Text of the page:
Additionally, there is a hidden multi-ball bonus game, called "The Clucker's Defense". It can be played on any stage if the player manages to collect every ring in the level, and move Sonic a "star circle" hidden on the board. The object is to destroy a crab enemy who is protected by a pair of "Clucker" (chicken) enemies. Also, there are 3 other hidden multi-ball bonus games: "Trapped Alive" (which only appears in Toxic Caves, the objective is to free the Sonic Freedom Fighters and defeat Dr. Robotnik in that bonus stage after you free them, hitting Robotnik with the pinball before you free the Sonic Freedom Fighters counts as bonus points, after you free all of them and destroy Robotnik's vehicle, knocking him out, the screen then says, "Grand Slam!"), "Robo Smile" (which only appears in the Lava Powerhouse, the objective is to defeat the huge Robotnik head robot by knocking out the teeth. Once you knock out all the teeth, the robot will explode. Hitting the targets behind the robot counts as bonus points. Once you destroy the robot, the screen then says "Headache!"), and then "The March" (which only appears in The Machine, the objective is to destroy chicken robots guarding the capsule of the Sonic Freedom Fighters trapped inside it, the chicken robots resemble that of between a "Clucker" and Robotnik's assistant chicken-lookalike robot, Scratch. After you destroy some of the chicken robots guarding the capsule, you have to destroy all sides of the capsule in order to free the Sonic Freedom Fighters. Beware, it's tougher than it sounds. Destroying the chicken robots by hitting them with the balls count as bonus points. Once you destroy the capsule and the Sonic Freedom Fighters will appear, the screen will then say "Freedom!"). There are no more bonus stages which will appear only once in Showdown.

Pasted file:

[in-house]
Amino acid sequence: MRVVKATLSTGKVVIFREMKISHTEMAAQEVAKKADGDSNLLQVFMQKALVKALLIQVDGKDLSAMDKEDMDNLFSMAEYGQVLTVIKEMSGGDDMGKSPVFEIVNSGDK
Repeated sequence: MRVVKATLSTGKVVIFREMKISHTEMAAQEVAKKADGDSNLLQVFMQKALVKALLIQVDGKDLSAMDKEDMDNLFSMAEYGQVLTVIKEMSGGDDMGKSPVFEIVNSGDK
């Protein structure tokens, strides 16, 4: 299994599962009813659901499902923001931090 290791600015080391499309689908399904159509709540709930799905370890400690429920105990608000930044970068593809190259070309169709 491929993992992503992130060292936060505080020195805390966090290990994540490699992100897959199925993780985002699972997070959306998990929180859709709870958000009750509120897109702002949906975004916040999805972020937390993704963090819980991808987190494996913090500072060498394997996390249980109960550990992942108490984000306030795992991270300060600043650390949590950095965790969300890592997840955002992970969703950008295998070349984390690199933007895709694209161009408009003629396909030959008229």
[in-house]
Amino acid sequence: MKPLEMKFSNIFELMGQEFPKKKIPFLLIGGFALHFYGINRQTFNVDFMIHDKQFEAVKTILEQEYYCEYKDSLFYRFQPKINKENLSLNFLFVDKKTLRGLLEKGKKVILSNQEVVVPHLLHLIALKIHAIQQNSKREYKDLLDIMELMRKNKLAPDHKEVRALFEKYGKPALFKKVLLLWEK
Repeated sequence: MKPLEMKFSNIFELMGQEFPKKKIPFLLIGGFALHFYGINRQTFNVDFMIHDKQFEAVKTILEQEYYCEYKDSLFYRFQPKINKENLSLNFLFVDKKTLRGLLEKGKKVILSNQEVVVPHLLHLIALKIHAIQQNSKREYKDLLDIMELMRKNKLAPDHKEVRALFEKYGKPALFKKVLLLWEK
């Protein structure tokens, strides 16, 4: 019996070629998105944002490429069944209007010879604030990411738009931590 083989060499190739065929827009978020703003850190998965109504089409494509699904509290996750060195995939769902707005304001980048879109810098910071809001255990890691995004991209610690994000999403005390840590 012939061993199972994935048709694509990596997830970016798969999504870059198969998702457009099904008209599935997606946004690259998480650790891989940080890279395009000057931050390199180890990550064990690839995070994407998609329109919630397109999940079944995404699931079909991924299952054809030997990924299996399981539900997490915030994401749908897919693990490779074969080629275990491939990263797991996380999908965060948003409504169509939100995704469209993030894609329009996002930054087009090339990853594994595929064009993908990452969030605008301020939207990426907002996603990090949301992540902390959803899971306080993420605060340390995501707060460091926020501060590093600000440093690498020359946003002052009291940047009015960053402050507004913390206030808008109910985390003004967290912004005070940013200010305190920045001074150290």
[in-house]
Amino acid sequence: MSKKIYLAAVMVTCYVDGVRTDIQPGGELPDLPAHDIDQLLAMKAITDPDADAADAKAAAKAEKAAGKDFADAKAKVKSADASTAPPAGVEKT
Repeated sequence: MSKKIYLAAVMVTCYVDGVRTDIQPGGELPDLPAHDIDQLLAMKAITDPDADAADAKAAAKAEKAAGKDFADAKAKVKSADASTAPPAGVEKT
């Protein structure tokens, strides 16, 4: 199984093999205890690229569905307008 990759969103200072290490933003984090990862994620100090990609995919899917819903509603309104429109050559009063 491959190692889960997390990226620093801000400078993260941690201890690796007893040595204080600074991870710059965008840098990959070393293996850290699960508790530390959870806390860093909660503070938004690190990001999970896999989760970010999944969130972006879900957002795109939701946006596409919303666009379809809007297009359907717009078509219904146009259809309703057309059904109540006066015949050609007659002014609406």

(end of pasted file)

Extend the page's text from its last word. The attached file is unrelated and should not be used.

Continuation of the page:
Dr. Robotnik has assumed control of Mt. Mobius and turned it into a mechanical base, named the "Veg-O-Fortress". Utilizing energy produced by the magma flowing under the volcano, it has the power to transform helpless animals into robot slaves. Sonic the Hedgehog and Miles "Tails" Prower fly onto the scene, but Sonic is knocked off the wings of Tails' airplane by a blast from the fortress. He falls into the water, but survives and ends up in the Veg-O-Fortress. Sonic proceeds to work his way through its elaborate "Pinball Defense System", while collecting the Chaos Emeralds, in order to destroy, and escape, the fortress.[1]